Community-based adaptation in low-lying islands in the Philippines: challenges and lessons learned
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Community-based adaptation (CBA) seeks to address climate risks and socio-economic drivers of vulnerability simultaneously. However, as CBA activities appear very similar to standard development work, difficulties in identifying good practices arise. To clarify the role of CBA, this study elucidated how climate change can impact pre-existing development problems by investigating the experiences of four low-lying island communities in central Philippines. The islands currently suffer from frequent and extreme tidal flooding (following an earthquake-induced land subsidence in 2013, with a magnitude that is broadly similar to sea-level rise projections under a 1.5 to 2 °C global warming scenario), and endured a dry spell in 2016. The study also identified various publicly and privately initiated adaptation strategies, and evaluated their resilience against actual biophysical events. The study conducted focus group discussions with local leaders and in-depth interviews with government officials and residents in March 2016. Results show that tidal flooding impacted almost all aspects of daily life on the islands, while the dry spell completely depleted their limited water supplies. The strategies implemented by governments and NGOs (e.g., seawalls, rainwater collectors) were found to be inadequate in preventing tidal flooding and compensating for the dry spell. Also, communities used coral stones and plastic waste for raising the floors of their homes, which have an erosive effect on their capacity to adapt in the long term. Lack of community participation in publicly initiated projects and lack of adaptation funding for community-based strategies were the greatest obstacles to implementing climate-resilient solutions.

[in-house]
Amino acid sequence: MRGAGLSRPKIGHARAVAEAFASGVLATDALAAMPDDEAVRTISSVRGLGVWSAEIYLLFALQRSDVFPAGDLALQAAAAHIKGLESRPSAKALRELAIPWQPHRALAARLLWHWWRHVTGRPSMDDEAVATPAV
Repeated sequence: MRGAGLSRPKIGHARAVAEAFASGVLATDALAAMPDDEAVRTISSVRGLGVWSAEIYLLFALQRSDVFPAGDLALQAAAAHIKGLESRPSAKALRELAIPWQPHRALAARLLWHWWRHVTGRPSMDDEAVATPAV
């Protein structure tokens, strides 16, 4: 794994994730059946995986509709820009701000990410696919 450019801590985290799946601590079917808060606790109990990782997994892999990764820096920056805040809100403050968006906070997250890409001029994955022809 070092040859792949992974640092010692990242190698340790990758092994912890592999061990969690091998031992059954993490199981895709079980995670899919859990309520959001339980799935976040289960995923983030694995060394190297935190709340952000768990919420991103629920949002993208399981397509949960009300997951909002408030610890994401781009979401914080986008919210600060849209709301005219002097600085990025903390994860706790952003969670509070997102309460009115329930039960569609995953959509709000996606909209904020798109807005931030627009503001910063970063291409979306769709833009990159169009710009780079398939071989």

KeywordsSea-level rise Drought Vulnerability
The authors would like to thank Angelie Nellas and Xyza Kristina Billones of the Zoological Society of London - Philippines for their technical assistance during our field surveys. We are also deeply grateful for the full cooperation of the Municipal Government of Tubigon and the island communities of Batasan, Bilangbilangan, Pangapasan, and Ubay in this research.
This work was funded by The University of Tokyo, Graduate Program in Sustainability Science - Global Leadership Initiative, Chiba, Japan.
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